If you were only a few credits shy of a BA when you left school, contact the college you attended and ask them what you can do to complete the credit requirements. Do they offer
online or distance courses? Could you get your credits at another college and apply them toward your degree at the first school? In general, it’s easier to take this approach
than to try to convince a new institution to take you on as a student for a semester or two while applying all of your credits from your first college. You’re likely better
off sticking with the college where you started, if possible. If you're wondering, Should I go to college or get a job? remember that many schools allow students to take evening
classes and work on the side.
- You won’t be happy without that extra knowledge
Here at SmartAsset we’re all about return on investment. That being said, there are plenty of people who believe that education is never wasted, and who won’t be happy
until they’ve reached their dream level of educational qualification. These people don't ask, Why go to college? They ask, Why leave college?
Do you look at grad school as primarily a life experience and not a pathway to better jobs? If you want, say, a PhD in the humanities no matter what, and you’ll be
miserable without it, more power to you. Just be aware that you might make significantly less money over the course of your career, despite having higher credentials.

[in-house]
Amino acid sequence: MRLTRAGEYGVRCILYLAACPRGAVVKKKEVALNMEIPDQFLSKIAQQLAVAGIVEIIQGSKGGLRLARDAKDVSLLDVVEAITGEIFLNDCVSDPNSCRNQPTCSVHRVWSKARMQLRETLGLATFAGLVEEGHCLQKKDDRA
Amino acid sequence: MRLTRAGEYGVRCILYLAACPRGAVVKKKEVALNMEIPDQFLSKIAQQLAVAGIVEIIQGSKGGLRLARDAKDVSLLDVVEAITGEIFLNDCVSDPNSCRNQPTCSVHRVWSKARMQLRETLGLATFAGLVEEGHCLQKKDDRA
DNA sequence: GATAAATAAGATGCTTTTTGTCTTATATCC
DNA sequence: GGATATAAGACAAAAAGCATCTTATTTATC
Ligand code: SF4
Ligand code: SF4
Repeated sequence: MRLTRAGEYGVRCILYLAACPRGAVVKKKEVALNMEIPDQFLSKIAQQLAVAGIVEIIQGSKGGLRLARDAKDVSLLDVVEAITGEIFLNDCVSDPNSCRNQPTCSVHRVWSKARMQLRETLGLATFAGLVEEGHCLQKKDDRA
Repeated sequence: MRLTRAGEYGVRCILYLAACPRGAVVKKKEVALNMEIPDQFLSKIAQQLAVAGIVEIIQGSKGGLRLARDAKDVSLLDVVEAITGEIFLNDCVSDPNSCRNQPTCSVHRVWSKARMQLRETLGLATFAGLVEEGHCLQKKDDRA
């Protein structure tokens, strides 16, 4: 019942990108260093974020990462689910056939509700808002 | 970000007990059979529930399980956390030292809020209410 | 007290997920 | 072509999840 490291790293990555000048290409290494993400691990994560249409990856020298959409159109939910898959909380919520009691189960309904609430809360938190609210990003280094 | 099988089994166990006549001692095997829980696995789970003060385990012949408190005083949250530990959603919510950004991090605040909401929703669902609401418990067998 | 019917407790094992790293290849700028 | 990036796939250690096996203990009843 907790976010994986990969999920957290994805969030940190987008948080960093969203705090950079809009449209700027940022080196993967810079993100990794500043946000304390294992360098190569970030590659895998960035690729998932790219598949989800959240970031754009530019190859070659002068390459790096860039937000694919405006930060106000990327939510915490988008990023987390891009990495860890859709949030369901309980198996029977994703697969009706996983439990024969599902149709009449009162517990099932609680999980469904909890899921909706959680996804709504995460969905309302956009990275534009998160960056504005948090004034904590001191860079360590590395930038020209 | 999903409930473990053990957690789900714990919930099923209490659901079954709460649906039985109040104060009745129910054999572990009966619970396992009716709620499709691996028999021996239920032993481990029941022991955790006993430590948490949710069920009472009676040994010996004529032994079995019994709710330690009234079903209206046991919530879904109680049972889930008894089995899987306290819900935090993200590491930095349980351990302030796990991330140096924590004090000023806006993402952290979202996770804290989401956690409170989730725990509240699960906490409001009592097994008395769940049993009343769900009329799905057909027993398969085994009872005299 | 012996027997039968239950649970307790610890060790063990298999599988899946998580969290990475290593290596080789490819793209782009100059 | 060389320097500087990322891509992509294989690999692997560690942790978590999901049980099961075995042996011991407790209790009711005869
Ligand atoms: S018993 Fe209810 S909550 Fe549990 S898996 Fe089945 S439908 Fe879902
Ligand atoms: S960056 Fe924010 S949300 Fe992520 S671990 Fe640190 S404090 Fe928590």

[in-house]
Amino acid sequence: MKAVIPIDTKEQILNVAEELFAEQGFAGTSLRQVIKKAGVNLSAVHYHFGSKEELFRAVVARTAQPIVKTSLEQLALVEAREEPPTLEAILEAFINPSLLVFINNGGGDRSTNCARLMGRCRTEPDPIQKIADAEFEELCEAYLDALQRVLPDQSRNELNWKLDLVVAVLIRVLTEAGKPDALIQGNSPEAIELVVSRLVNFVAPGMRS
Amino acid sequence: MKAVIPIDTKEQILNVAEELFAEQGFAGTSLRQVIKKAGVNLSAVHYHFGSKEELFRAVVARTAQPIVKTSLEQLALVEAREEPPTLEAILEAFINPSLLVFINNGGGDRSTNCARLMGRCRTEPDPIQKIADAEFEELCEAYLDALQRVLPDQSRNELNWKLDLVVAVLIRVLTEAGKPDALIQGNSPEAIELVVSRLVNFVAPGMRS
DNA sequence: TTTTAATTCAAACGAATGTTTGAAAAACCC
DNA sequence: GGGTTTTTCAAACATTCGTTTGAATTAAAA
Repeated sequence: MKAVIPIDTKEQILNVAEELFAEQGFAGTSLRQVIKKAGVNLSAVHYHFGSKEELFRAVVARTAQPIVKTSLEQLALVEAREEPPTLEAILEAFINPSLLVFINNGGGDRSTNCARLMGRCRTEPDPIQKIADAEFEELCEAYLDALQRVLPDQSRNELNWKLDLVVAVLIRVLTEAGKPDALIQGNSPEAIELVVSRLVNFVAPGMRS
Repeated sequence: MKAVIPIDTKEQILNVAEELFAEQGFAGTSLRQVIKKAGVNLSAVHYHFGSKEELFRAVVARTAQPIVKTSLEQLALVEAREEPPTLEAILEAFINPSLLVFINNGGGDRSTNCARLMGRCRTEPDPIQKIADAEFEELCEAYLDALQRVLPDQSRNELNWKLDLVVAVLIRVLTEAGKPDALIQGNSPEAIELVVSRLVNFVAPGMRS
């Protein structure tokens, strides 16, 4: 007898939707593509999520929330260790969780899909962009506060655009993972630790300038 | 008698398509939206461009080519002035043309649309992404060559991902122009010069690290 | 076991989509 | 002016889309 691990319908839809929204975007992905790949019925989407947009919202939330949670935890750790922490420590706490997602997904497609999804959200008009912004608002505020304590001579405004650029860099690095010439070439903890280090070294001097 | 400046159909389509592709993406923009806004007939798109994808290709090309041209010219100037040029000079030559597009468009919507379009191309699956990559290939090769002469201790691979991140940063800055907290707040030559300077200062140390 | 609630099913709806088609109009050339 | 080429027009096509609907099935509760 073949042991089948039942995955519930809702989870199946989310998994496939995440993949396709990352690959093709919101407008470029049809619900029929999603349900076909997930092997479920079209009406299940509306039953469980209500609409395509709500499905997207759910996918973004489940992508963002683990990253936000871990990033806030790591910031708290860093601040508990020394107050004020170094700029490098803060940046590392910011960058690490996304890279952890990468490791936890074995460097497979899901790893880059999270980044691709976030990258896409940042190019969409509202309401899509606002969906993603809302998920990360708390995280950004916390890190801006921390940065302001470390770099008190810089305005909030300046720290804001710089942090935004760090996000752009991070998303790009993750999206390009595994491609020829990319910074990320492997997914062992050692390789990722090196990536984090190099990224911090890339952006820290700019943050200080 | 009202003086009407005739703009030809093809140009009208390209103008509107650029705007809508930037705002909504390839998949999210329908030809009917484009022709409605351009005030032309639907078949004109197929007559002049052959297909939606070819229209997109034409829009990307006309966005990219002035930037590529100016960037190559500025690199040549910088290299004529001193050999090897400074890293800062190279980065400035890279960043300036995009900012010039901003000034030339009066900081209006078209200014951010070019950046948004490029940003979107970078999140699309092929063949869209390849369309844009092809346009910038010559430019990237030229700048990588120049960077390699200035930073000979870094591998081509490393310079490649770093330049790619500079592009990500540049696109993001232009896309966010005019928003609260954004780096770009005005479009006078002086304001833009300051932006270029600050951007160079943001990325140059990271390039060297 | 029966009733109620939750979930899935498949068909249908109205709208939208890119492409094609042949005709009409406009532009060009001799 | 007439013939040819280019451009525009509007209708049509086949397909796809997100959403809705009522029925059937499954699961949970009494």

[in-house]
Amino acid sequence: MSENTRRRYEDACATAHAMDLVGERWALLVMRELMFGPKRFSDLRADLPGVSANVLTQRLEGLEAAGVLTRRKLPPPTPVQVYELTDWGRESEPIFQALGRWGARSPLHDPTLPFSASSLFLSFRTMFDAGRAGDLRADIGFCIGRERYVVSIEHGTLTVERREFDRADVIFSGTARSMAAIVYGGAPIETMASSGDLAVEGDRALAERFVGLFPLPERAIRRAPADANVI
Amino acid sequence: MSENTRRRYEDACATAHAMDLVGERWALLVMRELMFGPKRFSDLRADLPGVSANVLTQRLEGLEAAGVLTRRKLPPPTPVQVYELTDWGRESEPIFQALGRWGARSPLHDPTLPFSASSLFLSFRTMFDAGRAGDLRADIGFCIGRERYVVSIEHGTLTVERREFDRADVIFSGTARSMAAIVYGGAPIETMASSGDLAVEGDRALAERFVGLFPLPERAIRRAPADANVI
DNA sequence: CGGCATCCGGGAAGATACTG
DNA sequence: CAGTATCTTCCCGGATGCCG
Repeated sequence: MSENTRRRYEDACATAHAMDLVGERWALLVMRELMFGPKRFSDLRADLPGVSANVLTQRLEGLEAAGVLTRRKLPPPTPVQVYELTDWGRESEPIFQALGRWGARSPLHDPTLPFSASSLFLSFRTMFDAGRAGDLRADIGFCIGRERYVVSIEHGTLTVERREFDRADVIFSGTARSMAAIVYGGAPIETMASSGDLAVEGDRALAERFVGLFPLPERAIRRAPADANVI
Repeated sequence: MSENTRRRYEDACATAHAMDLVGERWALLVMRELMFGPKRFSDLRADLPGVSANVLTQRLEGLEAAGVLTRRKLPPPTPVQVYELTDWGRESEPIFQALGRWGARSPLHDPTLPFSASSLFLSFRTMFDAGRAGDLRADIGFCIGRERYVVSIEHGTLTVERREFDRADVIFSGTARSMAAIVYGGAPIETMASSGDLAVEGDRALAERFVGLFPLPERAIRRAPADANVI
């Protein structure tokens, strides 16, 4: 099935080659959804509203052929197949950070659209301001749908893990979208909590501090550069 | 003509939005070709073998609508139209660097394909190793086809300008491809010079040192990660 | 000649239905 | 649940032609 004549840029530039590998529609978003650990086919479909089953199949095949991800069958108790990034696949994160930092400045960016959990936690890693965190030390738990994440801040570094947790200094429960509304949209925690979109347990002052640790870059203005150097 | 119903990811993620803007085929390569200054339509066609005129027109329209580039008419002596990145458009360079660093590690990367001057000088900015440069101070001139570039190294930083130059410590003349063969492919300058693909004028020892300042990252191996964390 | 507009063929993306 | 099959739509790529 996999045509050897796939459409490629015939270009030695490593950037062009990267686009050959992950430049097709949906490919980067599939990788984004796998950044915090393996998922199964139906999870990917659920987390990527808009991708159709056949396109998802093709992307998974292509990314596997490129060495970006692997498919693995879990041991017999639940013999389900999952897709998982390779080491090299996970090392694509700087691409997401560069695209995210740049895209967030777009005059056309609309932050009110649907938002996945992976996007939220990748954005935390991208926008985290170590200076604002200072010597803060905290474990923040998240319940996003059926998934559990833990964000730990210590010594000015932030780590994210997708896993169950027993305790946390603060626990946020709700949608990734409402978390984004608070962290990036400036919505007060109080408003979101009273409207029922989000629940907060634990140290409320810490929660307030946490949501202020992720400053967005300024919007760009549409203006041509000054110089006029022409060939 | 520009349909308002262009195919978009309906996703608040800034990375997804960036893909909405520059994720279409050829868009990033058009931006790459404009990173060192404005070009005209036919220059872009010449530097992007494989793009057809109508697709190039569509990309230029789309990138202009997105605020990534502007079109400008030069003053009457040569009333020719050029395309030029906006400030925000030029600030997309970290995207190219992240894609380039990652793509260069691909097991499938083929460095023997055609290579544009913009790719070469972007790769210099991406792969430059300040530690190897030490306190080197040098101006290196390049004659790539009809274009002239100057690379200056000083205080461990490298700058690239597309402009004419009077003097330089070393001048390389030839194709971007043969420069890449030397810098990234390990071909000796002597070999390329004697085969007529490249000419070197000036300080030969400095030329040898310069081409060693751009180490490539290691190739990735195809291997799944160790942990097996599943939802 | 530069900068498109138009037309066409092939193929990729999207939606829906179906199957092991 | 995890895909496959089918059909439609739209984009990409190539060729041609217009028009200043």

Skip going to school if...
- You don’t have the right support system
Continuing your education is a major time commitment, especially if you’re planning to work part- or full-time while you take classes. Got a partner? Kids?
You’ll need to speak with your family and work together on strategies to minimize the disruption from your transition back to the classroom.
What you don’t want to do is take on loans, only to drop out of school later on because your childcare arrangements aren’t working out or your course load doesn’t
allow you to have a family and social life. Is college debt worth it?
There are several steps you can take to find out if going back to school will be a good fit for your schedule and lifestyle:
Talk with alumni from different schools you’re considering to find out how they juggled their commitments while in school.
Practice blocking out several hours each week from other responsibilities before you enroll in school, to see you if you can really make the time to attend
classes and complete your coursework.
Enlist the help of friends and relatives so you can offload family responsibilities and take on academic ones.
- You’re past the age when you would realize the monetary benefits of more education